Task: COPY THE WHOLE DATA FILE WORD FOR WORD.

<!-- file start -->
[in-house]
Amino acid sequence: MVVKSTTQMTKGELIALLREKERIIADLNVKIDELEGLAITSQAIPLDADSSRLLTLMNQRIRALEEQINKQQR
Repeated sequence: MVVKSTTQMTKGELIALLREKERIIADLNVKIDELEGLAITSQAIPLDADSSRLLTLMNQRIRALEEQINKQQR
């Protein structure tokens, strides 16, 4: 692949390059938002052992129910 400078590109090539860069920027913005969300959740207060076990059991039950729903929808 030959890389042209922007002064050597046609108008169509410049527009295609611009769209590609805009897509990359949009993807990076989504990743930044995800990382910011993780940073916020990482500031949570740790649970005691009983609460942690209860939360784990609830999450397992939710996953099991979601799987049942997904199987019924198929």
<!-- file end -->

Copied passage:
[in-house]
Amino acid sequence: MVVKSTTQMTKGELIALLREKERIIADLNVKIDELEGLAITSQAIPLDADSSRLLTLMNQRIRALEEQINKQQR
Repeated sequence: MVVKSTTQMTKGELIALLREKERIIADLNVKIDELEGLAITSQAIPLDADSSRLLTLMNQRIRALEEQINKQQR
């Protein structure tokens, strides 16, 4: 692949390059938002052992129910 400078590109090539860069920027913005969300959740207060076990059991039950729903929808 030959890389042209922007002064050597046609108008169509410049527009295609611009769209590609805009897509990359949009993807990076989504990743930044995800990382910011993780940073916020990482500031949570740790649970005691009983609460942690209860939360784990609830999450397992939710996953099991979601799987049942997904199987019924198929």